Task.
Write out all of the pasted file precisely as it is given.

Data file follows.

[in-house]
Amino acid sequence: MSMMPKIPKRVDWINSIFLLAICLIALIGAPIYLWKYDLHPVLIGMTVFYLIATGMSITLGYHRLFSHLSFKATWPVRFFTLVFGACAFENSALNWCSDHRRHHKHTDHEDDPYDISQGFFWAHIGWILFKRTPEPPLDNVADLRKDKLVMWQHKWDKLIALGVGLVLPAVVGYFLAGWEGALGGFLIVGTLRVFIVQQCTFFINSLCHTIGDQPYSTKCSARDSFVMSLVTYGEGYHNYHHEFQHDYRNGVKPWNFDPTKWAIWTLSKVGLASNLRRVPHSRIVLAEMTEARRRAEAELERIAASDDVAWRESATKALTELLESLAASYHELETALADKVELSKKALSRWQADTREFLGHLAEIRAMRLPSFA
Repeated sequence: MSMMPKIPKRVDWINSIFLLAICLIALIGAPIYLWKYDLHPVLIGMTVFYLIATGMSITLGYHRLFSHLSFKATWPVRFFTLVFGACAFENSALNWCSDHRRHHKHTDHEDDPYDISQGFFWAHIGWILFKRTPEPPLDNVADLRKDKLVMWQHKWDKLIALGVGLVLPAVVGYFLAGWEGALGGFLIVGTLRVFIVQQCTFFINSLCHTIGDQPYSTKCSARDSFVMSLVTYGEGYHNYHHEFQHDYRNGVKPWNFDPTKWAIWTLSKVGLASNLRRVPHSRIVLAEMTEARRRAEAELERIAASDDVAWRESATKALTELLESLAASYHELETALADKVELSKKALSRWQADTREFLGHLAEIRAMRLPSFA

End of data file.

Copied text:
[in-house]
Amino acid sequence: MSMMPKIPKRVDWINSIFLLAICLIALIGAPIYLWKYDLHPVLIGMTVFYLIATGMSITLGYHRLFSHLSFKATWPVRFFTLVFGACAFENSALNWCSDHRRHHKHTDHEDDPYDISQGFFWAHIGWILFKRTPEPPLDNVADLRKDKLVMWQHKWDKLIALGVGLVLPAVVGYFLAGWEGALGGFLIVGTLRVFIVQQCTFFINSLCHTIGDQPYSTKCSARDSFVMSLVTYGEGYHNYHHEFQHDYRNGVKPWNFDPTKWAIWTLSKVGLASNLRRVPHSRIVLAEMTEARRRAEAELERIAASDDVAWRESATKALTELLESLAASYHELETALADKVELSKKALSRWQADTREFLGHLAEIRAMRLPSFA
Repeated sequence: MSMMPKIPKRVDWINSIFLLAICLIALIGAPIYLWKYDLHPVLIGMTVFYLIATGMSITLGYHRLFSHLSFKATWPVRFFTLVFGACAFENSALNWCSDHRRHHKHTDHEDDPYDISQGFFWAHIGWILFKRTPEPPLDNVADLRKDKLVMWQHKWDKLIALGVGLVLPAVVGYFLAGWEGALGGFLIVGTLRVFIVQQCTFFINSLCHTIGDQPYSTKCSARDSFVMSLVTYGEGYHNYHHEFQHDYRNGVKPWNFDPTKWAIWTLSKVGLASNLRRVPHSRIVLAEMTEARRRAEAELERIAASDDVAWRESATKALTELLESLAASYHELETALADKVELSKKALSRWQADTREFLGHLAEIRAMRLPSFA